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1Biagetti, M.T.: Philosophy in bibliographic classification systems.
In: Knowledge organization. 36(2009) no.2/3, S.92-102.
Abstract: The article aims to provide an examination of some different arrangements of the Philosophy domain in bibliographic classification systems. It is difficult to organize the scientific field of Human Sciences, because of the richness of perspectives, and of the different cultural orientations that this broad field of science presents. Furthermore, it is really arduous to organize the scientific field of Philosophy using a traditional classification system. It is hard to accommodate philosophical knowledge-elaborated inside different cultures, in many cases not compatible with each other-in a classification system created by a particular cultural system, because it depends on that specific cultural approach. General principles of bibliographic classification and also differences noticed when these are compared with the principles and laws of logical classification, are discussed. In contrast, the fact that library classifications are influenced by ideologies and political orientations, and that they are substantially arbitrary, is pointed out. In the second part of the study, the Dewey Decimal Classification (DDC) and the Bliss Bibliographic Classification second edition (BC2) are analysed, and at last the suggestion of BC2 to consider philosophical problems and topics in connection with cultural tradition, ethical and religious principles, and also political and social structures, is evaluated.
Inhalt: Vgl. unter: http://www.ergon-verlag.de/isko_ko/downloads/ko36200923d.pdf.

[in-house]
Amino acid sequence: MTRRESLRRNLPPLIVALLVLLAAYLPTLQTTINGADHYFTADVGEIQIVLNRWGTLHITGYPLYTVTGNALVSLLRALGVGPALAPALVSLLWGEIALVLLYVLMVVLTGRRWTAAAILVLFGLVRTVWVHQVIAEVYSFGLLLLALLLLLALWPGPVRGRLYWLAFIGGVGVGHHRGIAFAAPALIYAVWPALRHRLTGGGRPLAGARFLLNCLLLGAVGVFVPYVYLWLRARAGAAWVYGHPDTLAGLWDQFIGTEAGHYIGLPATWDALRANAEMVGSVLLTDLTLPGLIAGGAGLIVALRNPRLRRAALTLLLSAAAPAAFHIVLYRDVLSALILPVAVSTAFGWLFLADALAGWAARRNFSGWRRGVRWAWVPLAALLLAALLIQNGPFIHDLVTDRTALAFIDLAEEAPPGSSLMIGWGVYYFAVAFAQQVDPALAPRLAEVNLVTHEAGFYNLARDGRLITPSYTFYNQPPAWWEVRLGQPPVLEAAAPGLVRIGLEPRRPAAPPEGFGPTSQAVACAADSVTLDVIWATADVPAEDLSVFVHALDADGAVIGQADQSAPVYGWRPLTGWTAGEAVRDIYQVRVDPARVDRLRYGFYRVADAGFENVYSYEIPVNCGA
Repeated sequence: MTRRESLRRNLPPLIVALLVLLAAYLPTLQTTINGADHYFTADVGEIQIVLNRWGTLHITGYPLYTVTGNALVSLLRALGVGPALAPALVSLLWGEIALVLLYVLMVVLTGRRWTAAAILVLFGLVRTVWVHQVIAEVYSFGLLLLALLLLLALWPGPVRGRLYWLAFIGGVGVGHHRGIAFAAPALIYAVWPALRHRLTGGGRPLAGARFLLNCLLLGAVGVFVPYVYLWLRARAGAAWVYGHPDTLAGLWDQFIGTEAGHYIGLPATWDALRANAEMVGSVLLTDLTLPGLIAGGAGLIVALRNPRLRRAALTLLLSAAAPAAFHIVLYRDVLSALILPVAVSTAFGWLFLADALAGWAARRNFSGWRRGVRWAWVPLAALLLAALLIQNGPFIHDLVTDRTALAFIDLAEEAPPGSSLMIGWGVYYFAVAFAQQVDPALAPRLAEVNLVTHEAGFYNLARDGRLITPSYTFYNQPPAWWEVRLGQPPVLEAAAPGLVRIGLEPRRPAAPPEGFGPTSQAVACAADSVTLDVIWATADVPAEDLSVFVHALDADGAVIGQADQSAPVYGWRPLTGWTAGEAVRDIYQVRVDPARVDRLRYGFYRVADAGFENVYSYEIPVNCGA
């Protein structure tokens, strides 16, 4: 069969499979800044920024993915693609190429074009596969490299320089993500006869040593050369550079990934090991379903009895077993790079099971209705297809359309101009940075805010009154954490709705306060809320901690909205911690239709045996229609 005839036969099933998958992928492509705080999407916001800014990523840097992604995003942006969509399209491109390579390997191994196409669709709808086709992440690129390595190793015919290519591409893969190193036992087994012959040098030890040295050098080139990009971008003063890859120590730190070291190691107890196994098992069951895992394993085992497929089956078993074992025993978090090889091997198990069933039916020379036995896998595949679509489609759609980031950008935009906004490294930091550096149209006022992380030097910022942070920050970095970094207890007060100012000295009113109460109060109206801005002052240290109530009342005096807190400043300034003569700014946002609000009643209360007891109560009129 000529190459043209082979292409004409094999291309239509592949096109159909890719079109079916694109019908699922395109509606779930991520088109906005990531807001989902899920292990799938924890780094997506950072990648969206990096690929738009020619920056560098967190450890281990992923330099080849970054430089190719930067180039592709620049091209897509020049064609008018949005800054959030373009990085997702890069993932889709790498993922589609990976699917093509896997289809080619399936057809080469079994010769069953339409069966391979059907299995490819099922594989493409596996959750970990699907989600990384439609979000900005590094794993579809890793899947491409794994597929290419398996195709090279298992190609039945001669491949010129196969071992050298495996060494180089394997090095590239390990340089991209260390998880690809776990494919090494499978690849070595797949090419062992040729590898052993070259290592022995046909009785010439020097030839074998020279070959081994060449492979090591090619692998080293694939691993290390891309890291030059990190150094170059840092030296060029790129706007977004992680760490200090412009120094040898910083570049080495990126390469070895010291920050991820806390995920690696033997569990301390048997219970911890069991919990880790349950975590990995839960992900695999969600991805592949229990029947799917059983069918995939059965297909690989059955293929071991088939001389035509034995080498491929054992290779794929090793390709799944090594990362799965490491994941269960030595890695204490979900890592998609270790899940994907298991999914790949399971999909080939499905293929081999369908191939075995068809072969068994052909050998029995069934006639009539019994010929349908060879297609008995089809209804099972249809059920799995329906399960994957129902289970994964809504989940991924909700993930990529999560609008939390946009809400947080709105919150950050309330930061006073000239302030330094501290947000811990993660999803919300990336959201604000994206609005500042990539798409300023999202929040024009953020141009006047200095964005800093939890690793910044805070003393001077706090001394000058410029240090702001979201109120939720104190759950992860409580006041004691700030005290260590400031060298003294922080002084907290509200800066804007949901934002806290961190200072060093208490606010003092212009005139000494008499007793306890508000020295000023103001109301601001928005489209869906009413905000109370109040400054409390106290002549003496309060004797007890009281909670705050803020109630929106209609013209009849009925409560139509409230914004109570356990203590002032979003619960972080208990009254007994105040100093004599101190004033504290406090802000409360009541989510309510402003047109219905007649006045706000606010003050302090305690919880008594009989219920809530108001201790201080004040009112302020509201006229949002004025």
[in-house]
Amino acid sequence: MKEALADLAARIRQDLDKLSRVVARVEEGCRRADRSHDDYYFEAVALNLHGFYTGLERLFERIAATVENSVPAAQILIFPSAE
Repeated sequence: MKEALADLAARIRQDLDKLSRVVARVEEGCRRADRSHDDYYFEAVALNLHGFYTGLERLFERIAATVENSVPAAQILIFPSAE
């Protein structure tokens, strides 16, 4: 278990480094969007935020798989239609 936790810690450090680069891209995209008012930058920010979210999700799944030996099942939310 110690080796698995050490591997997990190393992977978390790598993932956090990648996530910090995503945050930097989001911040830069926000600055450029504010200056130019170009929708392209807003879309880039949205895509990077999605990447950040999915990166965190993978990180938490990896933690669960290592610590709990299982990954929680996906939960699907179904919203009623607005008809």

Anmerkung: Beitrag eines Themenheftes "The philosophy of classifying philosophy"
Objekt: DDC ; BC2
2Broughton, V.: Bliss Bibliographic Classification Second Edition.
In: Encyclopedia of library and information sciences. 3rd ed. Ed.: M.J. Bates. London : Taylor & Francis, 2009. S.xx-xx.
Abstract: This entry looks at the origins of the Bliss Bibliographic Classification 2nd edition and the theory on which it is built. The reasons for the decision to revise the classification are examined, as are the influences on classification theory of the mid-twentieth century. The process of revision and construction of schedules using facet analysis is described. The use of BC2 is considered along with some recent development work on thesaural and digital formats.
Anmerkung: Vgl.: http://www.tandfonline.com/doi/book/10.1081/E-ELIS3.
Themenfeld: Universale Facettenklassifikationen
3Broughton, V.: ¬A faceted classification as the basis of a faceted terminology : conversion of a classified structure to thesaurus format in the Bliss Bibliographic Classification, 2nd Edition.
In: Axiomathes. 18(2008) no.2, S.193-210.